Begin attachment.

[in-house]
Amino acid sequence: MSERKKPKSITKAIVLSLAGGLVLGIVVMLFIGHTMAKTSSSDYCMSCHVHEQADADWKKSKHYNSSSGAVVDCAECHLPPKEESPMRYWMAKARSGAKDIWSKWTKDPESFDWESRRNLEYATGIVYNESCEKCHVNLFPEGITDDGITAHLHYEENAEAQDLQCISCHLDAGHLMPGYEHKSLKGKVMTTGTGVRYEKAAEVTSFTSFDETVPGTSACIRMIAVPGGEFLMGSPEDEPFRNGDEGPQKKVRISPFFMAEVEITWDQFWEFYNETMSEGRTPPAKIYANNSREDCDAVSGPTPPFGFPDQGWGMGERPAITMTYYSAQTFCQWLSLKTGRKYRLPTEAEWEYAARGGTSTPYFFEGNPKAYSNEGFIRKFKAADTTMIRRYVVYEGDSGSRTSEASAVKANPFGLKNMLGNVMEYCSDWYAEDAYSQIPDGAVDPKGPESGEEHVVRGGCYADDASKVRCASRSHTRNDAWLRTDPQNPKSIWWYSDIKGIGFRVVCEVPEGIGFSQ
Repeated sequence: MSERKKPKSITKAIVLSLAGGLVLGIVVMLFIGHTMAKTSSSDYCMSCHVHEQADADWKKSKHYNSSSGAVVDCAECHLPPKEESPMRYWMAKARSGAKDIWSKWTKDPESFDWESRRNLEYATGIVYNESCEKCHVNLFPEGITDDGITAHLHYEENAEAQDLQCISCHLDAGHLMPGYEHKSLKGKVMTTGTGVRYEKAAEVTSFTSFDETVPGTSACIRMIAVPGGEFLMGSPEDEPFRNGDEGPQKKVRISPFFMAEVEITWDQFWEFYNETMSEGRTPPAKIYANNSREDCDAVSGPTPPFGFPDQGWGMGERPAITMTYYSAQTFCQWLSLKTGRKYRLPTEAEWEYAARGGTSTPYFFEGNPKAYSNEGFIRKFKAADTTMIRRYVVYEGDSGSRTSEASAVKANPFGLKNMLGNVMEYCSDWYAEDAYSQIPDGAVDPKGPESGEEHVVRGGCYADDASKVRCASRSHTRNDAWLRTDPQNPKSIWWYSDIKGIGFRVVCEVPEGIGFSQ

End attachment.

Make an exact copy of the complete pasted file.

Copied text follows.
[in-house]
Amino acid sequence: MSERKKPKSITKAIVLSLAGGLVLGIVVMLFIGHTMAKTSSSDYCMSCHVHEQADADWKKSKHYNSSSGAVVDCAECHLPPKEESPMRYWMAKARSGAKDIWSKWTKDPESFDWESRRNLEYATGIVYNESCEKCHVNLFPEGITDDGITAHLHYEENAEAQDLQCISCHLDAGHLMPGYEHKSLKGKVMTTGTGVRYEKAAEVTSFTSFDETVPGTSACIRMIAVPGGEFLMGSPEDEPFRNGDEGPQKKVRISPFFMAEVEITWDQFWEFYNETMSEGRTPPAKIYANNSREDCDAVSGPTPPFGFPDQGWGMGERPAITMTYYSAQTFCQWLSLKTGRKYRLPTEAEWEYAARGGTSTPYFFEGNPKAYSNEGFIRKFKAADTTMIRRYVVYEGDSGSRTSEASAVKANPFGLKNMLGNVMEYCSDWYAEDAYSQIPDGAVDPKGPESGEEHVVRGGCYADDASKVRCASRSHTRNDAWLRTDPQNPKSIWWYSDIKGIGFRVVCEVPEGIGFSQ
Repeated sequence: MSERKKPKSITKAIVLSLAGGLVLGIVVMLFIGHTMAKTSSSDYCMSCHVHEQADADWKKSKHYNSSSGAVVDCAECHLPPKEESPMRYWMAKARSGAKDIWSKWTKDPESFDWESRRNLEYATGIVYNESCEKCHVNLFPEGITDDGITAHLHYEENAEAQDLQCISCHLDAGHLMPGYEHKSLKGKVMTTGTGVRYEKAAEVTSFTSFDETVPGTSACIRMIAVPGGEFLMGSPEDEPFRNGDEGPQKKVRISPFFMAEVEITWDQFWEFYNETMSEGRTPPAKIYANNSREDCDAVSGPTPPFGFPDQGWGMGERPAITMTYYSAQTFCQWLSLKTGRKYRLPTEAEWEYAARGGTSTPYFFEGNPKAYSNEGFIRKFKAADTTMIRRYVVYEGDSGSRTSEASAVKANPFGLKNMLGNVMEYCSDWYAEDAYSQIPDGAVDPKGPESGEEHVVRGGCYADDASKVRCASRSHTRNDAWLRTDPQNPKSIWWYSDIKGIGFRVVCEVPEGIGFSQ